EA has confirmed that Maxis is making a new SimCity game for PC, which will be released in 2013. A Mac version was not yet confirmed.
At an event at the Game Developers Conference in San Francisco, Maxis' Lucy Bradshaw explained the vision for the game and introduced a new trailer.
The major features are fully 3D graphics, a much deeper simulation engine - and, in a sop to fans's most-requested feature, Bradshaw said that "we are adding curvy roads".
The trailer showed a slightly exaggerated, colourful and unmistakably SimCity look to the game rendered in detailed 3D. Bradshaw said that Maxis was "taking you from something that was painterly to something that's tactile and physical". Buildings will smack down and raise clouds of dust when you place them.
But "the buck stops at simulation", Bradshaw said. "At Maxis we consider this one of our superpowers." The focus is on an engine that captures "the way we live in the world today". Resources will be finite and as you plan your city, you'll be struggling with decisions that have "a global impact", reflecting an environmental theme to the game. (It was endorsed on-stage by Davis Guggenheim, director of the documentary An Inconvenient Truth.)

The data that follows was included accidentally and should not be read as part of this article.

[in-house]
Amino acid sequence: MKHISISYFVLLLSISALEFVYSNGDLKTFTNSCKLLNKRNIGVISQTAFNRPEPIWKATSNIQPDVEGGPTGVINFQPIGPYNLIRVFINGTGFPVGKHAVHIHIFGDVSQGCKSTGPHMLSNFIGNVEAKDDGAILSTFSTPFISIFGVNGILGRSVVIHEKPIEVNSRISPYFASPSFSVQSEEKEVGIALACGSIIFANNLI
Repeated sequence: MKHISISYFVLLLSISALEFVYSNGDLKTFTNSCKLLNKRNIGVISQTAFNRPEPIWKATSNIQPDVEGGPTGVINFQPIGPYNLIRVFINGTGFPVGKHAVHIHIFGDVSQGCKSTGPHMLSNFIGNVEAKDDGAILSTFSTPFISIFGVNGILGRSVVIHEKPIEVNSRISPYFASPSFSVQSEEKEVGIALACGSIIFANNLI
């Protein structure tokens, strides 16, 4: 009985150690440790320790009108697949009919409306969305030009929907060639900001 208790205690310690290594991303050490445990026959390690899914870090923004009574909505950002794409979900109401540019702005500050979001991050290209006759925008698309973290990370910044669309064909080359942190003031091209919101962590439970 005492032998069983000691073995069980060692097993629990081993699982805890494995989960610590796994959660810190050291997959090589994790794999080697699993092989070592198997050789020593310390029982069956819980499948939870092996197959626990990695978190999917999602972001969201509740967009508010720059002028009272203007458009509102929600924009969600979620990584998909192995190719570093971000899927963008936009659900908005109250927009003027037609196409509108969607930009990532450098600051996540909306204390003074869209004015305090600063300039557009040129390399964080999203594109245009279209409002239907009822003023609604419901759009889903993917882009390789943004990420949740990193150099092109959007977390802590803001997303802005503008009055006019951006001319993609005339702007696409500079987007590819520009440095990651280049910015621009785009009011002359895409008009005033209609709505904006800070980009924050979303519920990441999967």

On the granular level, you'll be able to affect individual sims and cars in the world and "the people that play it with you". There will be social and multiplayer features. "You'll sit side by side with players in your region," Bradshaw said, and be able to measure your city against a wide range of global standards: fittest, greenest, most depressed or slothful.
Bradshaw was keen to suggest that cities would have a good deal of character and "it is a game - you never know when a giant lizard might knock some buildings down". And it would be not be a complex game but simple, the most "playful and responsive" game in the series. "You should be able to read your city like tea leaves," she said.
The trailer showed a mild fantastical edge to the game - monsters fighting in an auditorium, giant steampunk-styled industrial engines - as well as social and environmental aspects. Rival demonstrators clashed on a suspension bridge; a high-tech plant exploded and knocked out the electricity grid.
The game will simply be called SimCity, rather than SimCity 5 or SimCity 2013. "We got kind of bored of sticking numbers on the end," said Bradshaw.
Will you support Eurogamer?
We want to make Eurogamer better, and that means better for our readers - not for algorithms. You can help! Become a supporter of Eurogamer and you can view the site completely ad-free, as well as gaining exclusive access to articles, podcasts and conversations that will bring you closer to the team, the stories, and the games we all love. Subscriptions start at £3.99 / $4.99 per month.